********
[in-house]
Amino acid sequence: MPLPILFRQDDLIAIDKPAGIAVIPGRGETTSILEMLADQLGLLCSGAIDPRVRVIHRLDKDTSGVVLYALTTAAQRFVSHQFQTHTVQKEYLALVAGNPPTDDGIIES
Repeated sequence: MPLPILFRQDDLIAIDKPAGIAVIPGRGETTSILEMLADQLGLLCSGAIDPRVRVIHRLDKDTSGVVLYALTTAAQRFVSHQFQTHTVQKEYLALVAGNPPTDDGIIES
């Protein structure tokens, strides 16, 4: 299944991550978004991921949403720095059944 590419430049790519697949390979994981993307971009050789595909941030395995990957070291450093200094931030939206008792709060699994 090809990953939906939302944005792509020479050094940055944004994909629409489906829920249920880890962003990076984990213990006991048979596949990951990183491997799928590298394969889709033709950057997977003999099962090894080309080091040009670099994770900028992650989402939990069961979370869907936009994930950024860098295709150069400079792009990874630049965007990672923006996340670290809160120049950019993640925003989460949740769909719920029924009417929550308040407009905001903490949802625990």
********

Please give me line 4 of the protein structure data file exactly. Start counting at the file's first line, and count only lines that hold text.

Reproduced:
């Protein structure tokens, strides 16, 4: 299944991550978004991921949403720095059944 590419430049790519697949390979994981993307971009050789595909941030395995990957070291450093200094931030939206008792709060699994 090809990953939906939302944005792509020479050094940055944004994909629409489906829920249920880890962003990076984990213990006991048979596949990951990183491997799928590298394969889709033709950057997977003999099962090894080309080091040009670099994770900028992650989402939990069961979370869907936009994930950024860098295709150069400079792009990874630049965007990672923006996340670290809160120049950019993640925003989460949740769909719920029924009417929550308040407009905001903490949802625990």